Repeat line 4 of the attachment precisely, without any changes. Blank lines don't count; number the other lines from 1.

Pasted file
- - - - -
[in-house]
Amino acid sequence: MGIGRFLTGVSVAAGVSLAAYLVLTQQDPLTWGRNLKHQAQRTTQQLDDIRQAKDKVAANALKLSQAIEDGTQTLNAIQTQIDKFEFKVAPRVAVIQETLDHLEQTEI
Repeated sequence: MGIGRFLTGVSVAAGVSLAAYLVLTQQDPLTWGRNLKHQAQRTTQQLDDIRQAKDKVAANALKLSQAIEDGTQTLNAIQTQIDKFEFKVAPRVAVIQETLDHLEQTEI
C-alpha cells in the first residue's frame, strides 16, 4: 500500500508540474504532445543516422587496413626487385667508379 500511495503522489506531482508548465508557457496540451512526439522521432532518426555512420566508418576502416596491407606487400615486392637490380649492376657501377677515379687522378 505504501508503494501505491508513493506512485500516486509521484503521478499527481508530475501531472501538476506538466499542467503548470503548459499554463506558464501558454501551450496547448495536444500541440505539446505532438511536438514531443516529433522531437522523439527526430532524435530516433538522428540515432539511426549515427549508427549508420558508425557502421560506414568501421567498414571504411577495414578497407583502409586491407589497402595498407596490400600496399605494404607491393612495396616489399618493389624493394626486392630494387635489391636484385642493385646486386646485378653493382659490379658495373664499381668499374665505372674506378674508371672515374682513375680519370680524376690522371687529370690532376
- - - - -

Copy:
C-alpha cells in the first residue's frame, strides 16, 4: 500500500508540474504532445543516422587496413626487385667508379 500511495503522489506531482508548465508557457496540451512526439522521432532518426555512420566508418576502416596491407606487400615486392637490380649492376657501377677515379687522378 505504501508503494501505491508513493506512485500516486509521484503521478499527481508530475501531472501538476506538466499542467503548470503548459499554463506558464501558454501551450496547448495536444500541440505539446505532438511536438514531443516529433522531437522523439527526430532524435530516433538522428540515432539511426549515427549508427549508420558508425557502421560506414568501421567498414571504411577495414578497407583502409586491407589497402595498407596490400600496399605494404607491393612495396616489399618493389624493394626486392630494387635489391636484385642493385646486386646485378653493382659490379658495373664499381668499374665505372674506378674508371672515374682513375680519370680524376690522371687529370690532376